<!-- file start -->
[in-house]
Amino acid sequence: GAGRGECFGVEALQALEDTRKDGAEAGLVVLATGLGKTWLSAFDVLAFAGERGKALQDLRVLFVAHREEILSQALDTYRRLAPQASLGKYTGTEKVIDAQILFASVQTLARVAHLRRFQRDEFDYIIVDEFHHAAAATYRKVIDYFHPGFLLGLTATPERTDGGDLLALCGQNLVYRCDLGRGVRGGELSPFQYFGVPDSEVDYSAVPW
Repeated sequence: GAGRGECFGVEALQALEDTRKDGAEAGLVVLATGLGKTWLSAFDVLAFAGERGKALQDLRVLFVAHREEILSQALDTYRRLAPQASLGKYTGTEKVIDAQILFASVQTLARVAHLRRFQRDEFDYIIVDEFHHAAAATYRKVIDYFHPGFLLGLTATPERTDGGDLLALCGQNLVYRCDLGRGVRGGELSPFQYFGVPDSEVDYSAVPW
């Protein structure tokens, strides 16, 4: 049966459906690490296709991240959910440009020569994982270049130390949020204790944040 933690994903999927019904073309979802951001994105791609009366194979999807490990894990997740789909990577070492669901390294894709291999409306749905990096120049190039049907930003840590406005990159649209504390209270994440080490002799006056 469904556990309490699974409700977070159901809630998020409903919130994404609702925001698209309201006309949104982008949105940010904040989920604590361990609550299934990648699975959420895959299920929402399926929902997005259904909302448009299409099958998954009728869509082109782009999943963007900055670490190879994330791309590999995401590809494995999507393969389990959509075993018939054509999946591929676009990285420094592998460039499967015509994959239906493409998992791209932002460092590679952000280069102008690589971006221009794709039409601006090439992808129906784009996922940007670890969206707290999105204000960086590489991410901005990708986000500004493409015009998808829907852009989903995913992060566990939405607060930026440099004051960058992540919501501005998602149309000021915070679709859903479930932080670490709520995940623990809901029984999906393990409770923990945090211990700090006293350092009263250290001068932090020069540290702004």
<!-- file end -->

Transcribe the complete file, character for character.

[in-house]
Amino acid sequence: GAGRGECFGVEALQALEDTRKDGAEAGLVVLATGLGKTWLSAFDVLAFAGERGKALQDLRVLFVAHREEILSQALDTYRRLAPQASLGKYTGTEKVIDAQILFASVQTLARVAHLRRFQRDEFDYIIVDEFHHAAAATYRKVIDYFHPGFLLGLTATPERTDGGDLLALCGQNLVYRCDLGRGVRGGELSPFQYFGVPDSEVDYSAVPW
Repeated sequence: GAGRGECFGVEALQALEDTRKDGAEAGLVVLATGLGKTWLSAFDVLAFAGERGKALQDLRVLFVAHREEILSQALDTYRRLAPQASLGKYTGTEKVIDAQILFASVQTLARVAHLRRFQRDEFDYIIVDEFHHAAAATYRKVIDYFHPGFLLGLTATPERTDGGDLLALCGQNLVYRCDLGRGVRGGELSPFQYFGVPDSEVDYSAVPW
């Protein structure tokens, strides 16, 4: 049966459906690490296709991240959910440009020569994982270049130390949020204790944040 933690994903999927019904073309979802951001994105791609009366194979999807490990894990997740789909990577070492669901390294894709291999409306749905990096120049190039049907930003840590406005990159649209504390209270994440080490002799006056 469904556990309490699974409700977070159901809630998020409903919130994404609702925001698209309201006309949104982008949105940010904040989920604590361990609550299934990648699975959420895959299920929402399926929902997005259904909302448009299409099958998954009728869509082109782009999943963007900055670490190879994330791309590999995401590809494995999507393969389990959509075993018939054509999946591929676009990285420094592998460039499967015509994959239906493409998992791209932002460092590679952000280069102008690589971006221009794709039409601006090439992808129906784009996922940007670890969206707290999105204000960086590489991410901005990708986000500004493409015009998808829907852009989903995913992060566990939405607060930026440099004051960058992540919501501005998602149309000021915070679709859903479930932080670490709520995940623990809901029984999906393990409770923990945090211990700090006293350092009263250290001068932090020069540290702004």